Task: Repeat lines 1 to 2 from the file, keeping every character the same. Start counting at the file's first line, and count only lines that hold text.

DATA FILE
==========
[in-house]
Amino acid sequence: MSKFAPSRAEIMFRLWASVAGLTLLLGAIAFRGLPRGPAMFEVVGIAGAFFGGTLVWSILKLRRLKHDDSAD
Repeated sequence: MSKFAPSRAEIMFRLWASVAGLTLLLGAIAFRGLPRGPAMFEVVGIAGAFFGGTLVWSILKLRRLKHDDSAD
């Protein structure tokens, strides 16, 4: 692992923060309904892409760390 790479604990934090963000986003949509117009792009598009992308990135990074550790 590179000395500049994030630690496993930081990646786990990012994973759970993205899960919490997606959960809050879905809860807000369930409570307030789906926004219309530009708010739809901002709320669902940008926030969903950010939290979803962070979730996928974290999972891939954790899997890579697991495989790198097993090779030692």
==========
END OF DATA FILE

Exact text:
[in-house]
Amino acid sequence: MSKFAPSRAEIMFRLWASVAGLTLLLGAIAFRGLPRGPAMFEVVGIAGAFFGGTLVWSILKLRRLKHDDSAD